Blog Life Sciences Perspectives May 25, 2021

FDA Answers New Questions on Foreign Trial Sites Operating Under INDs

On May 19, 2021, the U.S. Food and Drug Administration (FDA) released an updated guidance in draft form on how to complete the Statement of Investigator form (Form FDA 1572). The guidance addresses frequently asked questions from sponsors, clinical investigators, and institutional review boards (IRBs), and it provides new information on waivers of the Form FDA 1572 signature requirement, which is particularly relevant for sponsors of clinical trials that include sites located outside the U.S.

Form 1572 is an agreement signed by an investigator to provide certain information to the sponsor and comply with FDA regulations on conducting a clinical investigation of an investigational drug or biologic, and under 21 CFR Part 312, an investigator must sign this agreement before participating in a trial. FDA’s previous guidance on the Form 1572 requirements and process, issued in 2010, touches briefly on the responsibilities of investigators conducting foreign studies under an investigational new drug application (IND) in the U.S., but it does not go into detail on how sponsors should proceed when an ex-U.S. investigator cannot or will not sign the 1572 (e.g., because the commitments for investigators on the Form 1572 extend beyond or conflict with what local law requires).

Under the updated guidance, FDA provides detailed steps for sponsors to request a waiver of the Form 1572 signature requirement for foreign investigators. A Form 1572 waiver allows a trial at a foreign site to take place under an IND even when the investigator cannot or will not sign the Form 1572, as noted above. When requesting a waiver, the sponsor should propose an alternative course of action to adequately satisfy the purpose of a signed Form 1572, and the sponsor must request and receive a 1572 waiver for an investigator before the study is initiated at the investigator’s site. Importantly, the guidance provides examples of sponsor and investigator commitment statements that would satisfy FDA’s guidelines for granting a waiver, and FDA recommends using these templates to enable FDA’s efficient review of a waiver request.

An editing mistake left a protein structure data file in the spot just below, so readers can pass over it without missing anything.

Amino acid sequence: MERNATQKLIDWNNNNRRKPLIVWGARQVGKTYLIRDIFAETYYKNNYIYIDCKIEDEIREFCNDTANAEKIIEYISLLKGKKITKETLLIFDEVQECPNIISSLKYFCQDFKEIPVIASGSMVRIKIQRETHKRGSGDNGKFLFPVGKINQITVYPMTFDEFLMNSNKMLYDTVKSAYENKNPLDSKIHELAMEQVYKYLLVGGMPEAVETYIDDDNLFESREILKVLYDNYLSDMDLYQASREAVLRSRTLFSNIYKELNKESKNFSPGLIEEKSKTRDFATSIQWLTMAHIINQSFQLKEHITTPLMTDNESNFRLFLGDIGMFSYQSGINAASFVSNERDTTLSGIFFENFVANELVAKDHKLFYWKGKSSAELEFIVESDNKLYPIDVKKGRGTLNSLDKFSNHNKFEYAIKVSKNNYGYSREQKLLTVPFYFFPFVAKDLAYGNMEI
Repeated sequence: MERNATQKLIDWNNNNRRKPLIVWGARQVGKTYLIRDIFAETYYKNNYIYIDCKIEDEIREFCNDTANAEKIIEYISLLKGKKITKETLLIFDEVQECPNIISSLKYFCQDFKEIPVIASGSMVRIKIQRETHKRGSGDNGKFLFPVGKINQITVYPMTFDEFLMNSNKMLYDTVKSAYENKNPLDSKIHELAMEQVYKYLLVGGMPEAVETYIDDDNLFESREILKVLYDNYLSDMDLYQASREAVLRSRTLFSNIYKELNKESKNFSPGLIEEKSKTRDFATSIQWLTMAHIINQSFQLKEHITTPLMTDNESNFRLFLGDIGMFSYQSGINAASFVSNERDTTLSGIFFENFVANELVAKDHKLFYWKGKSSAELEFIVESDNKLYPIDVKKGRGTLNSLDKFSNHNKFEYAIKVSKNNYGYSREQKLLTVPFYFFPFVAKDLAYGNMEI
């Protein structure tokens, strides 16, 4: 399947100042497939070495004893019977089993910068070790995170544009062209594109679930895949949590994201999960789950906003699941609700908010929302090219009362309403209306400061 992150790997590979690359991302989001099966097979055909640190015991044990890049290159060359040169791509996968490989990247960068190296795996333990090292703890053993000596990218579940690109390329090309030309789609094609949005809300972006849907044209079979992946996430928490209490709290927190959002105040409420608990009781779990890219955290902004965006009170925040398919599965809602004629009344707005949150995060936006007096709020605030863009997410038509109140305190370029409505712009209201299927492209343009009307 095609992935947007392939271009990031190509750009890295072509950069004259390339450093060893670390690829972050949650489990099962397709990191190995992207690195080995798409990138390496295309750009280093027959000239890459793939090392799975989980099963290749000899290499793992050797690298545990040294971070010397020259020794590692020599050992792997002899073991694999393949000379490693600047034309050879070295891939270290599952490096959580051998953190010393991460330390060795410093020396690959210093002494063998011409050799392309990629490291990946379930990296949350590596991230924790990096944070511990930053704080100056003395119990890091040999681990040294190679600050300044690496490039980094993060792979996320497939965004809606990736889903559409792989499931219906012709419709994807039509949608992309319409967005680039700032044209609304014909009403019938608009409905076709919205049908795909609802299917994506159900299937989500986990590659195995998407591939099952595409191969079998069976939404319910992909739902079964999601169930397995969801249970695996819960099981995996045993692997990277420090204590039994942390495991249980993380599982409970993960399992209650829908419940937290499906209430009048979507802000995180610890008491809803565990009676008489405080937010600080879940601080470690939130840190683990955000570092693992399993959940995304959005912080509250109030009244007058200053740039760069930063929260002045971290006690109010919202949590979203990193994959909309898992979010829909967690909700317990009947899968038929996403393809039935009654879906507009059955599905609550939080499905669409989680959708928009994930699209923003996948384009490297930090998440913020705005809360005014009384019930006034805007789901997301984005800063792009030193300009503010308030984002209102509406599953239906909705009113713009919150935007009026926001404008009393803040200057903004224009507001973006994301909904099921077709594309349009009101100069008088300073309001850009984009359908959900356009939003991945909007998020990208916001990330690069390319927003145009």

Overall, the guidance provides greater clarity on when a Form 1572 waiver would be needed and how a sponsor can obtain one. Sponsors planning to conduct a clinical study at a foreign site under an IND should review the updated guidance and, if a waiver is needed, factor in time for submission and FDA review of a waiver request before initiating the trial at a foreign site. Additionally, sponsors should ensure that clinical trial agreements with foreign sites contemplate Form 1572 completion and signatures and/or waivers when necessary.

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